TAPESTRY: The Art of Representation and Abstraction

Texture Maps: Transparency Maps

What's it all about?

To solve the basic Cosine shading equation

we need to figure out what the underlying color (ks) is of the portion of the surface being viewed. Image maps (aka diffuse color maps, color maps, etc.) answer this question in terms of where that portion of the surface is on the larger object

Image maps, also called color maps, are concerned with the color of the model. The fundamental ideal of texture maps, varying some aspect of the rendering equation with regard to the surface, here concerns itself with simply the question of color.

The basic "setup" for the image map is the same as most mappings: A (u,v)-coordinate system is attached to the underlying geometry. This two-dimensional coordinate system is "on" the surface, and thus allows us to associate a picture with the geometry itself.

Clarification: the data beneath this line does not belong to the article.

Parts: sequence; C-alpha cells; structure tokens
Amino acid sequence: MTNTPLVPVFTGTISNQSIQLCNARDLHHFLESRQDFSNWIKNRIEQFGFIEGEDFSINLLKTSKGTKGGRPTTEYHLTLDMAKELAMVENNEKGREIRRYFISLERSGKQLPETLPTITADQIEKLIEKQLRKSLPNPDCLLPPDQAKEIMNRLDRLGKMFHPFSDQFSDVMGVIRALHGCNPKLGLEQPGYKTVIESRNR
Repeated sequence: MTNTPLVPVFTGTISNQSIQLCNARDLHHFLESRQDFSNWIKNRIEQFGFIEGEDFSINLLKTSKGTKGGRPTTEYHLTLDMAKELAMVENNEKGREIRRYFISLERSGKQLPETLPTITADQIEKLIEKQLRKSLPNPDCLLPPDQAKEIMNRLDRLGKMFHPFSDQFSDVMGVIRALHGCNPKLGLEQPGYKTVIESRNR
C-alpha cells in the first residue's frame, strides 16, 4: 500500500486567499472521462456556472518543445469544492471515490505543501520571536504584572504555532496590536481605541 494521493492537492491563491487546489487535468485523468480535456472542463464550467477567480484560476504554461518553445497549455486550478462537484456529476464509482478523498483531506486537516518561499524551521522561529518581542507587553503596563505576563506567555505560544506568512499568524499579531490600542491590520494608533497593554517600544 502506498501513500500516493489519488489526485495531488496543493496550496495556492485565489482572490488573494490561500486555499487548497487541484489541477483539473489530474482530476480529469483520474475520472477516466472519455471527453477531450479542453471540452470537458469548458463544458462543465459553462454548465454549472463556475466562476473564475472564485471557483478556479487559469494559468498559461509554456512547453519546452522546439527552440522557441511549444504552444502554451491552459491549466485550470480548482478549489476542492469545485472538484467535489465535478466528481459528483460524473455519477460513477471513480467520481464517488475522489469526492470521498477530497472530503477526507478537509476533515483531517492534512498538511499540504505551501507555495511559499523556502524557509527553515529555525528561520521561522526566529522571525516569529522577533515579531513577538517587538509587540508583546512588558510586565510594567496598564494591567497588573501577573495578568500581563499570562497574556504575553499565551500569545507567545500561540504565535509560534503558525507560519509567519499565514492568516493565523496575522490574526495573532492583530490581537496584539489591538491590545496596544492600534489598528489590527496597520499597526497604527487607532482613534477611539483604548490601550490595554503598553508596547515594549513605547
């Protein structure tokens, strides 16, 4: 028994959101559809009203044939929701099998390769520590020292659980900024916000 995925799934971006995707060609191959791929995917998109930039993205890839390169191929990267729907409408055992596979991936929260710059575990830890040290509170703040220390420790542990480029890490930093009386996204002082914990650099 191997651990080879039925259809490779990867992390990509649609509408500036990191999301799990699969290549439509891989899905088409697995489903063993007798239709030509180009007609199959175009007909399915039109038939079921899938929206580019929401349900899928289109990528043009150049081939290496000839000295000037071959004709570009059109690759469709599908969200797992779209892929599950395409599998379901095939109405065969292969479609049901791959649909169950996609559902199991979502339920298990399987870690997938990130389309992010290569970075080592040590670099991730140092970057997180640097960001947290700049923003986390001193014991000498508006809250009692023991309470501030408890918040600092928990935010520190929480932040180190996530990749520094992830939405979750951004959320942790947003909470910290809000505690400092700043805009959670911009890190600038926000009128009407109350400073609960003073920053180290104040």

Selecting your "wrapping paper"

There are three common strategies for selecting the color, sometimes (confusingly) referred to as mapping types. As used here, mapping type refers to the fashion in which the color is identified. It can also be used to refer to the way in which it is applied. First, let us look at how the color is computed. There are three broad strategies for this: constant color, lookup tables (aka image maps), and calculated (procedural) maps.

Last updated: April, 2014

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